Decades Search / Filter
1949 – 1958: New Beginnings
…Harnoncourt was already captivated by early music when in 1949, while still studying cello at the Wiener Musikakademie, he founded the Vienna Viola da Gamba Quartet with Alice Hoffelner, his future wife, and Eduard Melkus and Alfred Altenburger. His fascination with early music may have been unusual, but it is not wholly unheard of. In fact, musicians in many European countries have been exploring older pieces since the early twentieth century, pieces which have long since disappeared from the standard repertoire. However, in the German speaking world they were doing it for very different reasons. Before the war, in the spirit of “national consciousness”, some German exponents of early music had tried to find and prove the roots of the superiority of the “Germanic race” in the old scores. It is therefore no wonder that after the war some continued to cultivate their views under the guise of accepted conventions in performance practice. However, it was some of the composers “unmasked” and ostracised by the Nazis who actually saw in early music a proximity to their own, new creations, and who were searching for authentic music not distorted by Romanticism and pompous zeitgeist. Even before the war, Avant-garde composers like Ravel and Stravinsky had occupied themselves with Renaissance and Baroque music, which had inspired them to free themselves from traditional Romantic music, seen as emotional kitsch, by developing rhytmical skills. Paul Hindemith, returned from exile, played an important role in the promotion of early music. Hindemith supported the performance of early music as much as he could and encouraged a new generation of students to seek new impulses in the past. He and his students wanted to search the archives for something fresh and unencumbered, something not poisoned, and make new use of it in their own art. This spirit shaped Harnoncourt’s time as a student. Harnoncourt left the music academy in 1952 before his final exam and took up a position as a cellist in the Vienna Symphony Orchestra under Herbert von Karajan, which was the beginning of an antipodal relationship that would last for decades. During this time Harnoncourt continued to develop his knowledge of early music and in 1953, he married Alice, his partner in music, and they began to look for sheet music and period instruments together. In 1954 Harnoncourt and his wife formed a nameless ensemble that performed Monteverdi’s “L’Orfeo” in the Konzerthaus in Vienna under Paul Hindemith. In 1957 the ensemble performed as Concentus Musicus Wien at the inauguration of the re-opened Palais Schwarzenberg. It was a new beginning that would affect music history …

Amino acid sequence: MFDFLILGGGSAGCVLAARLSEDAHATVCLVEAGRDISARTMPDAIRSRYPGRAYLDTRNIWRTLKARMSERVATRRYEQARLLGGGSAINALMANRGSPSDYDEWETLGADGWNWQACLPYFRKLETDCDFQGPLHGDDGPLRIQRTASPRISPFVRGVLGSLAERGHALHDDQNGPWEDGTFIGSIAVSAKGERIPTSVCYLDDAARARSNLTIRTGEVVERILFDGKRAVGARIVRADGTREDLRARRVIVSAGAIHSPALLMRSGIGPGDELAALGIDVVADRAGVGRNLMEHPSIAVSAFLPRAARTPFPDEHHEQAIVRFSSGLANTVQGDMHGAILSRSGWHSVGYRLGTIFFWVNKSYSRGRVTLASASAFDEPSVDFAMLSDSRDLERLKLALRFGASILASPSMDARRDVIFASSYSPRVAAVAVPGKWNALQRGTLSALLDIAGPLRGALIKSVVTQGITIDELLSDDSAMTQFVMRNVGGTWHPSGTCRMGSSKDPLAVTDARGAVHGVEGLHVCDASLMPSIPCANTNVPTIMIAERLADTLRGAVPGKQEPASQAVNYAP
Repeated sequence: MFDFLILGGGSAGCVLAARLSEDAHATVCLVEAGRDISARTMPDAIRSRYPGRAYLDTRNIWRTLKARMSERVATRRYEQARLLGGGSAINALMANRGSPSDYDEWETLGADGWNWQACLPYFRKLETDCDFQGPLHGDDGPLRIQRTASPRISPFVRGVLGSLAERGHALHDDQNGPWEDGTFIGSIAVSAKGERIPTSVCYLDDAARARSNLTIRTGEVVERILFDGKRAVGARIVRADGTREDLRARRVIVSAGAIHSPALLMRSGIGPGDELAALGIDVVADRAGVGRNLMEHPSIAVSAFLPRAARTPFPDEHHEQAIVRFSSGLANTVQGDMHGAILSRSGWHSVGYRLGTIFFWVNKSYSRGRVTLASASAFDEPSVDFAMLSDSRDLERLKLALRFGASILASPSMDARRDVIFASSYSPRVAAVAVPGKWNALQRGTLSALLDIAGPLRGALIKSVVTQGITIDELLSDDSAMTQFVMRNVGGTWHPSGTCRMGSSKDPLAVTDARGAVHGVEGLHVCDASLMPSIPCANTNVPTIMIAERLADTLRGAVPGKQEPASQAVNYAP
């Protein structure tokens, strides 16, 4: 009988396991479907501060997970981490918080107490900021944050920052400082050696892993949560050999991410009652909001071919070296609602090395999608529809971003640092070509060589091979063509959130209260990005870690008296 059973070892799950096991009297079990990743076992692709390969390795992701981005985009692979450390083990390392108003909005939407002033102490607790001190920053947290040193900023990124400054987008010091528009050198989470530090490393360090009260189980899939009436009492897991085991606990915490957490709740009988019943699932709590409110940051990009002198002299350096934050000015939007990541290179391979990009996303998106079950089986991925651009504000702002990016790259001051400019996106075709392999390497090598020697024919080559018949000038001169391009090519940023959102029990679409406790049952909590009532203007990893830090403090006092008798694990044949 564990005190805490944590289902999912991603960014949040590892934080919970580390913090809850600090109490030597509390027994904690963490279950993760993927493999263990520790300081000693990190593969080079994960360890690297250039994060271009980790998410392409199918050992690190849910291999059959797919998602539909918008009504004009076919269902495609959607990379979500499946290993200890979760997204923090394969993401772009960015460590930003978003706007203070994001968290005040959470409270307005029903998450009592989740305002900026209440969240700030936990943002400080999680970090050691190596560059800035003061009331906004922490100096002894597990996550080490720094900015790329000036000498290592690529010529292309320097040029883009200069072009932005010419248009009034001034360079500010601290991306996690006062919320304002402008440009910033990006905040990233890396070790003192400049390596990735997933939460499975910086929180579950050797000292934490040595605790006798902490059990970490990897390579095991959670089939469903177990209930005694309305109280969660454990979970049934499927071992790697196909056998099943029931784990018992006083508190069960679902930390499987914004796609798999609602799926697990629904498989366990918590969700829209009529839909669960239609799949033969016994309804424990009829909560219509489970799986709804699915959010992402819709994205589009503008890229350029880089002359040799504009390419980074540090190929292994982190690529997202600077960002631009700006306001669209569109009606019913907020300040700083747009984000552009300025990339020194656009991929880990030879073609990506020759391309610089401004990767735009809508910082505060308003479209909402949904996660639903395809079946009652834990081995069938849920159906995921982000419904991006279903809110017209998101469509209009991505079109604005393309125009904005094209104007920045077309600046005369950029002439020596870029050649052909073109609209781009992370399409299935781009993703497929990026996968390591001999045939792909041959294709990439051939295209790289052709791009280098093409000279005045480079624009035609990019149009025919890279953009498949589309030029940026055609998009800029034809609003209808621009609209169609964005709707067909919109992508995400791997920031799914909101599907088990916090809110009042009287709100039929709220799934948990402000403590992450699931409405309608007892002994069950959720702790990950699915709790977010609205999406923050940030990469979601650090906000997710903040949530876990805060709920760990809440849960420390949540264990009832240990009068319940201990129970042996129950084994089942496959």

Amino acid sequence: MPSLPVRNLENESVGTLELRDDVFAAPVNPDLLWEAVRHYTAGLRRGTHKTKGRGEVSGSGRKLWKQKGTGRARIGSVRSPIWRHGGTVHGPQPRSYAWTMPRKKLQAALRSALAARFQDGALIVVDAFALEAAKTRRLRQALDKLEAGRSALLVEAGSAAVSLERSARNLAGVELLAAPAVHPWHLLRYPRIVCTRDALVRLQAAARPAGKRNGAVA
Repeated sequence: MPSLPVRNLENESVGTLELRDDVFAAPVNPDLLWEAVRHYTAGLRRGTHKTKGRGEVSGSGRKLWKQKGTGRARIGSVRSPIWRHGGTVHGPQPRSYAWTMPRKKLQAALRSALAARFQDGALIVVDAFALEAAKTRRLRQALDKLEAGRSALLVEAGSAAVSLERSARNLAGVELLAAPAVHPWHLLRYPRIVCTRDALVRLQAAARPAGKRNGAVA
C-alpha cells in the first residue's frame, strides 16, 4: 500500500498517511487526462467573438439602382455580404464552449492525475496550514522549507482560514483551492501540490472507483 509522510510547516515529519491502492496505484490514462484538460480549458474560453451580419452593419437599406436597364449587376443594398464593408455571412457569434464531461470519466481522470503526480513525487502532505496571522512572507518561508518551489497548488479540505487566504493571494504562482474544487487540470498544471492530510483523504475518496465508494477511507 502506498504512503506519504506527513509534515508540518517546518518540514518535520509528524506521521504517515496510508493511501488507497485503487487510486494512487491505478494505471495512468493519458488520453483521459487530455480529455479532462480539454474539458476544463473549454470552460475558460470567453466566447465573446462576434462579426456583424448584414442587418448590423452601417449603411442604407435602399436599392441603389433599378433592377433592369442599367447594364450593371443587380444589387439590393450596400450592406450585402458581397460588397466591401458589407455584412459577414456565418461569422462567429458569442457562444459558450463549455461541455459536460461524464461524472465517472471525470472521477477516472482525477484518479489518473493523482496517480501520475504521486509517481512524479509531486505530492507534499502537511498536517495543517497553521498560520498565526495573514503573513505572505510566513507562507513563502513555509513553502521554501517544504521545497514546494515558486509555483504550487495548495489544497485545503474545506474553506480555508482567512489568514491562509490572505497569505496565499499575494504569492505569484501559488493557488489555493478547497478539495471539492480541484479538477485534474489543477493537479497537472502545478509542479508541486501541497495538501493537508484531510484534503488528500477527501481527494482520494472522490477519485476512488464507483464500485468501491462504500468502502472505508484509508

Show more
In order to make our website user-friendly and continuously improve it, we use cookies. By continuing to use the website, you agree to the use of cookies. Details